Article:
Air Quality and Trees
The relationship between air quality and trees is a complicated subject. Many of us learn at an early age that trees “inhale” carbon dioxide and “exhale” oxygen which allows us to breathe. This is true! But what about other air pollutants and particulate matter? Plenty of scientists are researching how trees can impact air quality.
The main air pollutants that are studied in relation to trees are ozone (O₃), nitrogen dioxide (NO₂), carbon monoxide (CO), sulfur dioxide (SO₂), and particulate matter measuring 10 micrometers or less (PM10). According to a 2006 study, urban trees in the lower 48 states of the US remove an estimated 711,000 metric tons of these pollutants each year. That’s a $3.8 billion value (Nowak 2006)! Gaseous pollutants like O₃ are absorbed through the small openings in a tree’s leaves, or stomata. Particulate matter is intercepted and stored on the tree’s leaf and bark surfaces (Nowak 2002).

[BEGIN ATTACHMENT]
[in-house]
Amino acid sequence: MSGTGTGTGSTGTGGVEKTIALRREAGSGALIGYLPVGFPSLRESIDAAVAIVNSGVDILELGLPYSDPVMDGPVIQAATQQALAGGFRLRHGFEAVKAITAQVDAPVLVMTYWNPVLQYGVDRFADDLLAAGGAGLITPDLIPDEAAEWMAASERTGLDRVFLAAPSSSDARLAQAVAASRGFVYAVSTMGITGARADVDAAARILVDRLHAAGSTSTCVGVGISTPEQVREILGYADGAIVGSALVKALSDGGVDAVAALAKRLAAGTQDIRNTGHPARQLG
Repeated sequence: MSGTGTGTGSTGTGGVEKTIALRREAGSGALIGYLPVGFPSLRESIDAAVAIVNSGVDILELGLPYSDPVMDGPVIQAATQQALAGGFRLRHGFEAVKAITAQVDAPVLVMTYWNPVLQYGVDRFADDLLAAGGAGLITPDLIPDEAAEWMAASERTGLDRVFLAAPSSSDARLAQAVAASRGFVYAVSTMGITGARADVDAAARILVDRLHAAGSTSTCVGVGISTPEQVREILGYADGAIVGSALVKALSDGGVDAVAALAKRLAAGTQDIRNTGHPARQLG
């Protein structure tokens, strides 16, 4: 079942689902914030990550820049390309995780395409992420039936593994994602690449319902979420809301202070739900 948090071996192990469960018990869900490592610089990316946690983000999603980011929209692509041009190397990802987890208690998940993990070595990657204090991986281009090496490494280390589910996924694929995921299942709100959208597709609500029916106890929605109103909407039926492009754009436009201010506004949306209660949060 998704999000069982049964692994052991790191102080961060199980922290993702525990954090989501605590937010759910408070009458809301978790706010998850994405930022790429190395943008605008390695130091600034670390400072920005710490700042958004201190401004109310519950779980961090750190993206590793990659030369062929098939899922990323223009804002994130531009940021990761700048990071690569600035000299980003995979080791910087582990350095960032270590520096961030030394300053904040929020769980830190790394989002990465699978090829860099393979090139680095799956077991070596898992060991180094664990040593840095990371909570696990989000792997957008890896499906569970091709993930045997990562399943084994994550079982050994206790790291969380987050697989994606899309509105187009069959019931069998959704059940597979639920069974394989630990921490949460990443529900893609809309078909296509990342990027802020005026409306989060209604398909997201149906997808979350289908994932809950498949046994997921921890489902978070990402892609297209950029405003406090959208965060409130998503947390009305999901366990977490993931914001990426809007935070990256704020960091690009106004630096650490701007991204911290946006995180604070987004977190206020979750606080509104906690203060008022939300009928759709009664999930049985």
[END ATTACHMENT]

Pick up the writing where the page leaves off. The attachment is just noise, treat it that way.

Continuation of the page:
Trees also impact air quality indirectly by mitigating air temperature. Smog effects are more likely to occur in cities on very hot days, but extensive tree canopy can lower air temperatures through shade and evapotranspiration (Akbari et al 2001).
However, while trees can improve air quality they can sometimes make it worse. Trees produce pollen, which is an airborne allergen that causes the yellow haze covering your car or front porch. In addition, some trees emit volatile organic compounds (VOCs), which interact with emissions from cars and contribute to the creation of ozone (Chameides et al 1992).
Clearly trees and air quality have a complicated relationship. Thankfully, scientists are continuing to do research to fill the gaps in our knowledge. In the meantime, we can be thankful for one indisputable fact: trees provide the oxygen that supports life on our planet!
Want to learn more? Check out this article from the BBC that covers a lot of the research and contradictions around trees and air quality.
Nowak 2006 — ufug_air_pollution_removal
Akbari et al 2001 — https://doi.org/10.1016/S0038-092X(00)00089‑X
Chameides et al 1992 — Chameides, W., F. Fehsenfeld, M. Rodgers, C. Cardelino, J. Martinez, D. Parish, W. Lonneman, D. Lawson, R. Rasmussen, and P. Zimmerman. 1992. Ozone precursor relationships in the ambient atmosphere. J. Geophys. Res. Atmos. 97: 6037–6055.